Capital Planning Framework to Continue its Evolution
In a November 9, 2018 speech, Federal Reserve Vice Chairman for Supervision Randal K. Quarles outlined potential adjustments to the revisions to the capital planning regime that the Federal Reserve proposed in April 2018. Governor Quarles also said he will ask the Federal Reserve to exempt banks with less than $250 billion in assets from the Comprehensive Capital Analysis and Review (“CCAR”) quantitative assessment and supervisory stress testing in 2019 in order to facilitate capital planning moving to a biennial exercise for such banks.
Governor Quarles emphasized that the adjustments “are not intended to alter materially the overall level of capital in the system or the stringency of the regime.” However, the cumulative impact of the changes outlined in his speech would be to ease the implementation of the SCB and streamline CCAR and capital planning.
The April 2018 proposal, which we previously summarized, would, among other things: (1) implement a stress capital buffer (“SCB”), equal to the amount of loss experienced in the severely adverse scenario in CCAR, to replace the capital conservation buffer in ongoing capital requirements; and (2) eliminate the quantitative objection in CCAR.
In his speech, Governor Quarles outlined several adjustments that the Federal Reserve is considering:
The Federal Reserve may adjust the operation of the capital planning rule so that a bank knows its SCB before it decides on its planned distributions for the coming year. This change would effectively eliminate the pass/fail aspect of CCAR and capital planning. The Federal Reserve would continue to test a bank’s ability to predict its stress losses and incorporate those losses into its capital planning through the supervisory process.
Governor Quarles would eliminate the qualitative objection in CCAR for the banks that remain subject to it, while continuing to evaluate a bank’s stress testing processes through normal supervision.
The Federal Reserve is reconsidering the requirement that the SCB include four quarters of dividends, and is looking for ways to encourage greater reliance on share repurchases, which the Federal Reserve assumes are easier than dividends for a bank to cancel in times of stress.
Governor Quarles would eliminate the stress leverage buffer that the Federal Reserve proposed along with the SCB in the April 2018 proposal. He would retain “static” leverage ratios, including the enhanced Supplementary Leverage Ratio, in the regulatory capital regime.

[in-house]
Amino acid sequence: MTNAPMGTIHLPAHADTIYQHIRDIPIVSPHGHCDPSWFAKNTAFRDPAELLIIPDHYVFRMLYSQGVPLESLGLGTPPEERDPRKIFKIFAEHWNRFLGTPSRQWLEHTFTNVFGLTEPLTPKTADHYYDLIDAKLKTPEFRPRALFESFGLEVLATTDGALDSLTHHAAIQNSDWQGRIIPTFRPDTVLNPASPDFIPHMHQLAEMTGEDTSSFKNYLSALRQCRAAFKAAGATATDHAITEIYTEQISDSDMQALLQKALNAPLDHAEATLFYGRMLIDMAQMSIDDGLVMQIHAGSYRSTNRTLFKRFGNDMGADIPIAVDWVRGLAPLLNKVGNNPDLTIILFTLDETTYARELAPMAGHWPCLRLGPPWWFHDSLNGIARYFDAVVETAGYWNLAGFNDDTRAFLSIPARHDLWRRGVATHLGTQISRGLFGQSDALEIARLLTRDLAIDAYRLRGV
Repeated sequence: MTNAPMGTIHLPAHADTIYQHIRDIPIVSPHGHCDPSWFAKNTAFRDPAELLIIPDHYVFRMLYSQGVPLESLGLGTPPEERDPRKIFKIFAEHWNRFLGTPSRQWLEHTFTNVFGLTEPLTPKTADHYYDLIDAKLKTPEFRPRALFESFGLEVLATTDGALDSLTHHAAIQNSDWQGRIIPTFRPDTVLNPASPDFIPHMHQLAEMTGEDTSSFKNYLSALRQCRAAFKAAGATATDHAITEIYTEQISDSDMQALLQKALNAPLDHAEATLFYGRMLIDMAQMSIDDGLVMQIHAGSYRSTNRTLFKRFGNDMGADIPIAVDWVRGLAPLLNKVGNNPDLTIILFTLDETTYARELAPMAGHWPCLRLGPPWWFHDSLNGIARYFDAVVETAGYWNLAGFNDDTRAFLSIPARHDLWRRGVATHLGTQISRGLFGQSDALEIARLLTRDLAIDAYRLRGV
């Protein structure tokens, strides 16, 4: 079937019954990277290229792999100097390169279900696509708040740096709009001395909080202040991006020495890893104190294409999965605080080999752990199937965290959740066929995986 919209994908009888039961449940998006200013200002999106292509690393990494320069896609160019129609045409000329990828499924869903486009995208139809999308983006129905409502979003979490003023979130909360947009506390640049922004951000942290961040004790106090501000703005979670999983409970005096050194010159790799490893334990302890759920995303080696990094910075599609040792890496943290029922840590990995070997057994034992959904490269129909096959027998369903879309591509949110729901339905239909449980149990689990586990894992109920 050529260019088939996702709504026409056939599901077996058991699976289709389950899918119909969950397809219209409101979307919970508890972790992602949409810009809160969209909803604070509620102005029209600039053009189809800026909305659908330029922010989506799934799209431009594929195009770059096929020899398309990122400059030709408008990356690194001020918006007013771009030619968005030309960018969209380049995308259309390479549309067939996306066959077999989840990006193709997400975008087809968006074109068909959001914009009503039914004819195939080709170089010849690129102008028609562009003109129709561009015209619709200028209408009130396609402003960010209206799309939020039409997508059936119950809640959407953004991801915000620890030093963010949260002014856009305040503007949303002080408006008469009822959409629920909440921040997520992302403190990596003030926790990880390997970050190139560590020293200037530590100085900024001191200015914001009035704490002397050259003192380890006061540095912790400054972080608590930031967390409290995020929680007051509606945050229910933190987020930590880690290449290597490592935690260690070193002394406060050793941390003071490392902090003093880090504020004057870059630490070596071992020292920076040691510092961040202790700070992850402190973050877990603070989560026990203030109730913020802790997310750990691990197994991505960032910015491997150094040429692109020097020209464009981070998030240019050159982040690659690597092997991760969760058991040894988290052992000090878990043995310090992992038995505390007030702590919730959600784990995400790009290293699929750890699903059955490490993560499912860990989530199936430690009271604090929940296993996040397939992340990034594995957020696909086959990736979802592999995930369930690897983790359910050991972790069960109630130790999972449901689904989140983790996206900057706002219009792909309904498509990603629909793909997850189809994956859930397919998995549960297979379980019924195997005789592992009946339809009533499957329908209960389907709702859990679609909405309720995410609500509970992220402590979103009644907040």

The Federal Reserve is considering ways of preserving the dynamism of stress testing while reducing its volatility and plans to seek comment on a proposal in this area in the not-too-distant future. At the same time, the Federal Reserve is exploring ways to incorporate multiple market shocks in its stress test (rather than a single market shock) without adding volatility to the results or increasing the compliance burden.
The Federal Reserve, along with the other federal banking agencies, may seek to change the current operation of capital buffers, which limit a bank’s capital distributions and discretionary bonus payments to a percentage of “eligible retained income” when the bank dips into its buffer. “Eligible retained income” is defined as net income for the prior four quarters, net of any distributions. In a strong economic cycle, when banks distribute all or nearly all of their income for the year, their eligible retained income could be zero or near zero. As a result, dipping into a capital buffer – by even a small amount – results in an immediate cessation of all capital distributions. Governor Quarles indicated that consideration is being given to making the rules “more consistent with the graduated intent.”
The Federal Reserve will issue guidance to make its stress testing more transparent, including publishing more detail about supervisory models, scenarios, and scenario design.
With these adjustments, the SCB will not go into effect before 2020. The Federal Reserve will issue a final rule to adopt the SCB in the near future, but will re-propose certain elements of the SCB framework. The Federal Reserve will also consider whether any elements of the April 2018 proposal can be implemented in the 2019 CCAR exercise, such as relaxation of assumptions related to balance sheet growth.